The 1996 Broadway Flea Market, held Sept. 28 in New York's Shubert Alley (West 45th Street), raised a record $468,000 for the charitable organization Broadway Cares/Equity Fights AIDS, beating 1995's mark by nearly $100,000.
According to Tom Viola, producing director of BC/EFA, the $468K tally beats last year's sum of $312,000. This year's auction alone raised $294,000, which is $92,000 over last year's mark.
Why the extraordinary numbers? "This is the best weather we've had in three or four years," Viola (pronounced v-eye-ola) said, alluding to the Fair's usual approximation of a rainy wind-tunnel. "We also reconfigured the space so we'd have more tables going down 45th street; people had more room to shop.
The tenth annual street fair began at 10 AM and ran to 7:30 PM. As always, the crowded event featured the usual mix of items for sale: posters, Playbills and cast-autographed Playbills, baked goods cooked by the casts of Broadway shows, CDs, tapes and videos (including a video of this season's Easter Bonnet Competition), knick-knacks, costumes and clothes. Non-theatre items included authentic cue-cards used on Late Show With David Letterman, film scripts and Christmas ornaments.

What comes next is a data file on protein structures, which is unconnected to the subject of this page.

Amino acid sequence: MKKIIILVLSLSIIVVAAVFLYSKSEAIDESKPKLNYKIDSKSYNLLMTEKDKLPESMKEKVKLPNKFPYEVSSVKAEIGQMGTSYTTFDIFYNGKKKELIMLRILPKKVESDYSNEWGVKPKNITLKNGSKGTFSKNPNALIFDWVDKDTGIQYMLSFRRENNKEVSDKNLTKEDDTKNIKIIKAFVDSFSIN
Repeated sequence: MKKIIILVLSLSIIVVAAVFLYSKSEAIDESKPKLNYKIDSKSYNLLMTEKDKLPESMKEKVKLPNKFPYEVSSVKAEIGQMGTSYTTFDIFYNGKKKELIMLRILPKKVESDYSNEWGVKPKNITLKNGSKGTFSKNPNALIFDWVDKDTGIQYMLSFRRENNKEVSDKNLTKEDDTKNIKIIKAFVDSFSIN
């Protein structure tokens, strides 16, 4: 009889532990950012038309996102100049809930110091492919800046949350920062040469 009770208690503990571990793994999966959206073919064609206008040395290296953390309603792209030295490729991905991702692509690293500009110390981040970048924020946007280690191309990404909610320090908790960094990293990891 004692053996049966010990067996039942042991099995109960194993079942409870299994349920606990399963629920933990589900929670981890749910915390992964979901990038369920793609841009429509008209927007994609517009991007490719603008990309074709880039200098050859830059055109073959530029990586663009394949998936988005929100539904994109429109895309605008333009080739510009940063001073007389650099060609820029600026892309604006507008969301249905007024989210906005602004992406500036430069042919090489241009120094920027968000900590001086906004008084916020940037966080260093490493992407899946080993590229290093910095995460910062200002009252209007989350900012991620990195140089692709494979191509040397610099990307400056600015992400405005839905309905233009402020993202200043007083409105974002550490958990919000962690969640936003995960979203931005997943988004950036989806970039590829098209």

Of the auction items, the biggest was a walk-on in Broadway's Les Miserables, which went for $25,000. Also high on the list was dinner with Betty Buckley, a bargain at $12,500. Other grand Grand Auction items included a walk-on in Smokey Joe's Cafe ($11,000); a walk-on on TV's "Friends" ($15,000) including airfare and hotel accommodations; and a framed poster signed by all the presenters of the `95-`96 Tony Awards, plus 4 tickets to an invited dress rehearsal of next year's ceremony ($10,000).
The cutest item of the day had to be the the t-shirt sold by the table representing the Off-Broadway revue, When Pigs Fly , which tweaked the biggest musical of the year by showing a little pink pig flying over the word "Runt."
Broadway Cares / Equity Fights AIDS was founded Oct. 1987 and has raised millions in the fight against AIDS and raised tens of millions "through the mobilization of the theatrical expertise of the entertainment industry."